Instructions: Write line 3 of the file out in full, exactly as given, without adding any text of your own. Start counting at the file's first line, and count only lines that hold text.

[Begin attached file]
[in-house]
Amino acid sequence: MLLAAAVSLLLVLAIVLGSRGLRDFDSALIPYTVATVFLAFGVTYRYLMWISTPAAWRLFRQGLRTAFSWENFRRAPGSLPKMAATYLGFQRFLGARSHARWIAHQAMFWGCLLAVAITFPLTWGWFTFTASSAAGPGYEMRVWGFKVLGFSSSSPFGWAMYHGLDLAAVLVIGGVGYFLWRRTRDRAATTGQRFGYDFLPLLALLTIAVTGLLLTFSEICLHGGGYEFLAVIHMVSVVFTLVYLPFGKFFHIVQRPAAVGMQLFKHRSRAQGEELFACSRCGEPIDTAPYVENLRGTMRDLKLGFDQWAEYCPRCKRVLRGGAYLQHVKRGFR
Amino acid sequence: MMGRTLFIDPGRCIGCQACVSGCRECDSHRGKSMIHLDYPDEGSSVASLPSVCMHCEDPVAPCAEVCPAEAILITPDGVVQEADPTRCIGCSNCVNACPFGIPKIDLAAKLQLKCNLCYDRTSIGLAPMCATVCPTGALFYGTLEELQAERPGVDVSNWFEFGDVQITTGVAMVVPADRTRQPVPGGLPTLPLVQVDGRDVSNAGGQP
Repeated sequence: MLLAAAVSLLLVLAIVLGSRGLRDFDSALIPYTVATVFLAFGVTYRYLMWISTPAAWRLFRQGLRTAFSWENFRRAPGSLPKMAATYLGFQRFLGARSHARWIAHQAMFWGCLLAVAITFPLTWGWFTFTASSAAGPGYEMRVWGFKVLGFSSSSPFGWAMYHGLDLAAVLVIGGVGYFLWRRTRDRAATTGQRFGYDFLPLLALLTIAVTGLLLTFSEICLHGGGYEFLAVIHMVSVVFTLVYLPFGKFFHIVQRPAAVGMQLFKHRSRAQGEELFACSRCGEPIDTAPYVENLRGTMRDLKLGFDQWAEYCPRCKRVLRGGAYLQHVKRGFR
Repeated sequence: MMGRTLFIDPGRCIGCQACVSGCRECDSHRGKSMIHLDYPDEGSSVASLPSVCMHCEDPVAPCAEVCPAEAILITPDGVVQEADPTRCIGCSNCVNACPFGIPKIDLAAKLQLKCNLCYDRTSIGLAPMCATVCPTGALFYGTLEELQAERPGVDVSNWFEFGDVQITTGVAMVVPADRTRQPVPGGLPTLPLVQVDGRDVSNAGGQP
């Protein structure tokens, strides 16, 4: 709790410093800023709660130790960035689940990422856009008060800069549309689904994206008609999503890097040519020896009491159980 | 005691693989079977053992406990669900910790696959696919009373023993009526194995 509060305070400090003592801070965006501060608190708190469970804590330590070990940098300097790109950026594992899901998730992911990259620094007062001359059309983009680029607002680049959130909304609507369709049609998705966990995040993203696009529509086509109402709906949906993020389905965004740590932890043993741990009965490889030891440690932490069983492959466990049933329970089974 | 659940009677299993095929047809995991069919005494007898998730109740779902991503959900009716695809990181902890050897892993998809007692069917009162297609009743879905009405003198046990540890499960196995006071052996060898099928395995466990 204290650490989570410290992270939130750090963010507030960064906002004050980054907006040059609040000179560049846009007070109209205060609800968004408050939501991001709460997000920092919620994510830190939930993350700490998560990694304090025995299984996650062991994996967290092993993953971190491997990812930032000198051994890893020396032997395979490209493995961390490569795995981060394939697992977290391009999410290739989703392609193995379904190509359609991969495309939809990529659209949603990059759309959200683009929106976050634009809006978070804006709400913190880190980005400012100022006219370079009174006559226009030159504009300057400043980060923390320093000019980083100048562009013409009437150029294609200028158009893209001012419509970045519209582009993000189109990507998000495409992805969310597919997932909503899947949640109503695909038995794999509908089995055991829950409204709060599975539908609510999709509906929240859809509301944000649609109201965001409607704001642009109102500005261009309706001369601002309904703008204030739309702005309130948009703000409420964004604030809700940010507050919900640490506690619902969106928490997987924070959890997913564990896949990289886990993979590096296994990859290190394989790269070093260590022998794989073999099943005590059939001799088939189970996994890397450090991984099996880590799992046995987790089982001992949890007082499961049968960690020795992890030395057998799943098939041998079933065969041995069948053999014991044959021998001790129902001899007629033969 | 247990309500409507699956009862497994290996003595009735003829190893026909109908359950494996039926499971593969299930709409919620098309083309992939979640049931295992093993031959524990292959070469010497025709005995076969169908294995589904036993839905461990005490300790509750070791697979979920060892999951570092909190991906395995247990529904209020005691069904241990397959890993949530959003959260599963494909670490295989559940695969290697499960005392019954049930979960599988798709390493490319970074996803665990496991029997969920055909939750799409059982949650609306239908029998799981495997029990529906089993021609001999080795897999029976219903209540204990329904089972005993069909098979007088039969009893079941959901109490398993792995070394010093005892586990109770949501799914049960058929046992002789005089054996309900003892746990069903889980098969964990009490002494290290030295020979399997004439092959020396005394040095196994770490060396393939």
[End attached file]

Amino acid sequence: MMGRTLFIDPGRCIGCQACVSGCRECDSHRGKSMIHLDYPDEGSSVASLPSVCMHCEDPVAPCAEVCPAEAILITPDGVVQEADPTRCIGCSNCVNACPFGIPKIDLAAKLQLKCNLCYDRTSIGLAPMCATVCPTGALFYGTLEELQAERPGVDVSNWFEFGDVQITTGVAMVVPADRTRQPVPGGLPTLPLVQVDGRDVSNAGGQP